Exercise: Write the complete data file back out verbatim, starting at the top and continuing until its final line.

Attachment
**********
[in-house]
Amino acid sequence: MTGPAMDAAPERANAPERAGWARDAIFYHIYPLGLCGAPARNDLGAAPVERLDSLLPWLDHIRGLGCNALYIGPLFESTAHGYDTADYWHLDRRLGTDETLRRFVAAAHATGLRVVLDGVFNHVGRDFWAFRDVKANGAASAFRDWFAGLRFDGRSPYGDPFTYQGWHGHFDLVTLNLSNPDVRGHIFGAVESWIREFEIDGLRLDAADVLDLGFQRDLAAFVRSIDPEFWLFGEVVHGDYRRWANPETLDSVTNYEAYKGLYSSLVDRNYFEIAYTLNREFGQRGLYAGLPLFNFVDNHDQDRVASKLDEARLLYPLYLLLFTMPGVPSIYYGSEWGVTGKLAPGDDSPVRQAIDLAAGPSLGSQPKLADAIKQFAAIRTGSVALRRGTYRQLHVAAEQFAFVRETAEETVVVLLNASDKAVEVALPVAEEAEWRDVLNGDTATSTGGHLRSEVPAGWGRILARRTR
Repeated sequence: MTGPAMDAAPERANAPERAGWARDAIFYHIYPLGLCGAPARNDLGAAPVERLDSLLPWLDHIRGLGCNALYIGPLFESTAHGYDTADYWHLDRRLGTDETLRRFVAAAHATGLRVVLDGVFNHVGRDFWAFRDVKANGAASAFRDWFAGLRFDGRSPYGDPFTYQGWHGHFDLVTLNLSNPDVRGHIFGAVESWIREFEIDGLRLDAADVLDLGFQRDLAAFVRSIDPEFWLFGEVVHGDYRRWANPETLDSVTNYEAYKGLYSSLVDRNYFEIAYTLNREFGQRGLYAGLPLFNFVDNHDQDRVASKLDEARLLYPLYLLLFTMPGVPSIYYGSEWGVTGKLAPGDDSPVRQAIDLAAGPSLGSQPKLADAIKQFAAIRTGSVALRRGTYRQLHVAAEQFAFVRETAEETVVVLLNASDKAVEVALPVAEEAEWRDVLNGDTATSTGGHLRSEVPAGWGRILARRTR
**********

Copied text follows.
[in-house]
Amino acid sequence: MTGPAMDAAPERANAPERAGWARDAIFYHIYPLGLCGAPARNDLGAAPVERLDSLLPWLDHIRGLGCNALYIGPLFESTAHGYDTADYWHLDRRLGTDETLRRFVAAAHATGLRVVLDGVFNHVGRDFWAFRDVKANGAASAFRDWFAGLRFDGRSPYGDPFTYQGWHGHFDLVTLNLSNPDVRGHIFGAVESWIREFEIDGLRLDAADVLDLGFQRDLAAFVRSIDPEFWLFGEVVHGDYRRWANPETLDSVTNYEAYKGLYSSLVDRNYFEIAYTLNREFGQRGLYAGLPLFNFVDNHDQDRVASKLDEARLLYPLYLLLFTMPGVPSIYYGSEWGVTGKLAPGDDSPVRQAIDLAAGPSLGSQPKLADAIKQFAAIRTGSVALRRGTYRQLHVAAEQFAFVRETAEETVVVLLNASDKAVEVALPVAEEAEWRDVLNGDTATSTGGHLRSEVPAGWGRILARRTR
Repeated sequence: MTGPAMDAAPERANAPERAGWARDAIFYHIYPLGLCGAPARNDLGAAPVERLDSLLPWLDHIRGLGCNALYIGPLFESTAHGYDTADYWHLDRRLGTDETLRRFVAAAHATGLRVVLDGVFNHVGRDFWAFRDVKANGAASAFRDWFAGLRFDGRSPYGDPFTYQGWHGHFDLVTLNLSNPDVRGHIFGAVESWIREFEIDGLRLDAADVLDLGFQRDLAAFVRSIDPEFWLFGEVVHGDYRRWANPETLDSVTNYEAYKGLYSSLVDRNYFEIAYTLNREFGQRGLYAGLPLFNFVDNHDQDRVASKLDEARLLYPLYLLLFTMPGVPSIYYGSEWGVTGKLAPGDDSPVRQAIDLAAGPSLGSQPKLADAIKQFAAIRTGSVALRRGTYRQLHVAAEQFAFVRETAEETVVVLLNASDKAVEVALPVAEEAEWRDVLNGDTATSTGGHLRSEVPAGWGRILARRTR